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Pyramid Power

By Ontario Minor Hockey Association, 11/13/15, 1:30PM EST


Teaching the proper progressions along the pyramid of skill

The Hockey Canada Player Development pyramid was created to provide the coach with a comprehensive guideline to help develop a seasonal plan. The natural progression starting at the base of the triangle emphasizes the development of fundamental skills. Fundamental skills are the foundation of each player's success.

As the pyramid is climbed, a greater emphasis is placed on individual tactics; adding the dimension of "hockey sense" to skill development. Once a player has developed the skills of skating and puck handling then the individual tactic of puck control can be learned. The player now understands the "why" of each tactic, i.e. the read and react skills that are being developed.

Moving up the pyramid, players perform drills that will develop team tactics and systems. The bantam and midget levels of hockey emphasize team performance practices. But even at this program level, time spent on team tactics and team play should not exceed 50-60% of the practice. The coach, through practice must continue to develop the fundamental skills and individual tactics of each player which lead into team tactics and systems of team play. 

Strategy is the peak of the pyramid. It sets the style of play that will combat the opposition. The coach determines the strategy based upon their own philosophy, the age of the players, and the skill level of the team. As players age and cornpevtive levels increase, game strategies become more complex.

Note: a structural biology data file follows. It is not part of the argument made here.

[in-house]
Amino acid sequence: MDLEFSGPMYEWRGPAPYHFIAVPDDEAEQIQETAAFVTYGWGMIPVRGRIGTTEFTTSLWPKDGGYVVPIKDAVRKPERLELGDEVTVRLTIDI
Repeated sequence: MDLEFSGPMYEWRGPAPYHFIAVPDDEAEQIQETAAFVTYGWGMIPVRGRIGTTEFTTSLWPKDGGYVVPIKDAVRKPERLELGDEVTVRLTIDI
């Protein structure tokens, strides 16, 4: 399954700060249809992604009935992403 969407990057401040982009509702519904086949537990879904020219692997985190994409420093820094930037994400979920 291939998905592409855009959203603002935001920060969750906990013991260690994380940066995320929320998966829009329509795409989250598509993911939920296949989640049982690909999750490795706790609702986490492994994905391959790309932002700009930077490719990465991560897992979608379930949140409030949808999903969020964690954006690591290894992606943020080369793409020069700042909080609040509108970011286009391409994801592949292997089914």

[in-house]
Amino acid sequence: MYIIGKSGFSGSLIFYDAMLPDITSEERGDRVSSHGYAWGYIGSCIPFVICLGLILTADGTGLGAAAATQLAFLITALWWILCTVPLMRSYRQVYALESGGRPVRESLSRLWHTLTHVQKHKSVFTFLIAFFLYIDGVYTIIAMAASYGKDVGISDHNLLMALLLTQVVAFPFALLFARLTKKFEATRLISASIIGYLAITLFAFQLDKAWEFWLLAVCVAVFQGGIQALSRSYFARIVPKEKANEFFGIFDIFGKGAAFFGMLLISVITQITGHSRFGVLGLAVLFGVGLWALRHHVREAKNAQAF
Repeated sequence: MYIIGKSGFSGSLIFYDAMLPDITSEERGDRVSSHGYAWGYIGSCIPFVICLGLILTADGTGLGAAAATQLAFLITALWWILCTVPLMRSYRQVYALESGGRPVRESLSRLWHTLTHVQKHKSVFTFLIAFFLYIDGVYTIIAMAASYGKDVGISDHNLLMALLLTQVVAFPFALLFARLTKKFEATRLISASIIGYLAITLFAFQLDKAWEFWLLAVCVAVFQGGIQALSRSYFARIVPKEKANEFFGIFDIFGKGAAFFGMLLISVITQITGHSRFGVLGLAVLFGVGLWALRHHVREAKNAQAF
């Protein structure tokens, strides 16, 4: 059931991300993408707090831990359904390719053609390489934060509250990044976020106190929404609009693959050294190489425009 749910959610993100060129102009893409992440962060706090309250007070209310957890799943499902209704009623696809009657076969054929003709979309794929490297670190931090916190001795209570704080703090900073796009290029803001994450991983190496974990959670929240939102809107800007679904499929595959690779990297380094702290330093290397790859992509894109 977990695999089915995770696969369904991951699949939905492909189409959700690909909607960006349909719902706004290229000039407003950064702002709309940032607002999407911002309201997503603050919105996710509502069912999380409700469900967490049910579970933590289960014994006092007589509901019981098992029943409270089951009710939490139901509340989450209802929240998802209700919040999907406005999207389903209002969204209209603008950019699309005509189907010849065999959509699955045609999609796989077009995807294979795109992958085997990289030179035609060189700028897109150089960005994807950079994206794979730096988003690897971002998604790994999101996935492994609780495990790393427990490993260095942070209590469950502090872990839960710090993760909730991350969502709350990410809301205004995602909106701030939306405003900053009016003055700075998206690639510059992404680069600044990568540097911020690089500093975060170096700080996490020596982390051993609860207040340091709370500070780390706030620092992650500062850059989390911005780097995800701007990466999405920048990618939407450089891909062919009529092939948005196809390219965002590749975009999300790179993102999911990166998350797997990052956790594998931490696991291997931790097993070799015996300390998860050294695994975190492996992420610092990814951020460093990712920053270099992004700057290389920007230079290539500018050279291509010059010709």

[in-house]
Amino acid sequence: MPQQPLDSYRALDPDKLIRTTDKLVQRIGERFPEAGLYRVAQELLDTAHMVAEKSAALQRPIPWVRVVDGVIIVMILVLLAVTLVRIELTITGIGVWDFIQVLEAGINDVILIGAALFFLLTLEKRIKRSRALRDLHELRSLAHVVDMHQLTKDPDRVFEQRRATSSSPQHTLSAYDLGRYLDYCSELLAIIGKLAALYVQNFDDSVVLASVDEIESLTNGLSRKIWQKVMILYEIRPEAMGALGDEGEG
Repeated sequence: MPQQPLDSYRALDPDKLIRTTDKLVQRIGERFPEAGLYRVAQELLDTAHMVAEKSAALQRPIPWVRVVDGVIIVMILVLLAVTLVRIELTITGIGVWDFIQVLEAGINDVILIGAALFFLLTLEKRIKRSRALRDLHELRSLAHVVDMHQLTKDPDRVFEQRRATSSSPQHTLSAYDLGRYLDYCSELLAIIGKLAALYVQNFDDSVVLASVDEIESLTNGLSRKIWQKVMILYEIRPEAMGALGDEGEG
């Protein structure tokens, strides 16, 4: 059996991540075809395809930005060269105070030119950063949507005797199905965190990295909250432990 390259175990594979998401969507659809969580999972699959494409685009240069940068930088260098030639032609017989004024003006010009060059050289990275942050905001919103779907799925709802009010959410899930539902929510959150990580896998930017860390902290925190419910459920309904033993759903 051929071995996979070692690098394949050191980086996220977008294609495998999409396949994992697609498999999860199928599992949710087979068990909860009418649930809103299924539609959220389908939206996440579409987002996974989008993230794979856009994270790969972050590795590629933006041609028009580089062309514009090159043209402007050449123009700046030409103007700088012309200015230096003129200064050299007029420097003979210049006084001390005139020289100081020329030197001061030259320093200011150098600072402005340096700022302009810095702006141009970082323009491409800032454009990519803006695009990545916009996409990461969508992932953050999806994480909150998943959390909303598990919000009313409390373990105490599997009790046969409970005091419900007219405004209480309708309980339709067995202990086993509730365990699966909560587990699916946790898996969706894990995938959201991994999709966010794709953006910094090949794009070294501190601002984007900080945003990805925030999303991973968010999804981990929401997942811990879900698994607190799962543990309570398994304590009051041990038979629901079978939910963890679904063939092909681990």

The age and skill level of the team defines the seasonal plan. The Hockey Canada Skills Development Programs are based on progressive steps and follow the appropriate allocation of time illustrated in the pyramid.


The fundamental skills that are required to play the game (e.g. skating, shooting,
passing and checking).


Action by one player using one or a combination of technical skills in order to create an advantage or to take away the advantage of an opponent. A tactic may be classified as offensive or defensive (e.g. 1-on-1 offensive fake and driving to the net).


A collective action of two or more players using technical skills and 1 or individual
tactics in order to create an advantage or take away the advantage of an opponent (e.g. 3 vs.2).


A pattern of play in which the movement of all players is integrated in a coordinated fashion in order to accomplish an offensive or defensive objective (e.g. 2-1-2 forechecking system).


The selection of team play systems in order to impose upon the opposition, the style of play and tactics which will build on the coach's, team's strengths and neutralize those of the opponent while at the same time taking advantage of the opponent's weaknesses. 
For example: when opponent's defensive players have weak puck handling skills, the strategy might be to shoot the puck in and use a 2-1-2 aggressive forechecking system.

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Initiation Program

The emphasis of the Initiation Program is on teaching technical skills and individual tactics. This foundation of skills will enhance a player's enjoyment of the game. The Initiation Program recommends that player development be built on practicing technical skills 85% and individual tactics 15%.


The Hockey Canada Skills Development Program for Novice hockey recommends 75% on technical skills, 15% on individual tactics, and 10% on team tactics.


The Atom program recommends 50% technical skills, 20% individual tactics, 15% team tactics, 10% team play, and 5% strategy.


The Peewee program recommends 45% technical skills, 25% individual tactics, 10% team tactics,10% team play, and 10% strategy.


The Bantam program recommends 40% technical skills, 15% individual tactics, 20% team tactics, 15% team play, and 10% strategy.


The Midget program recommends 35% technical skills, 15% individual tactics, 20% team tactics, 15% team play, and 15% strategy.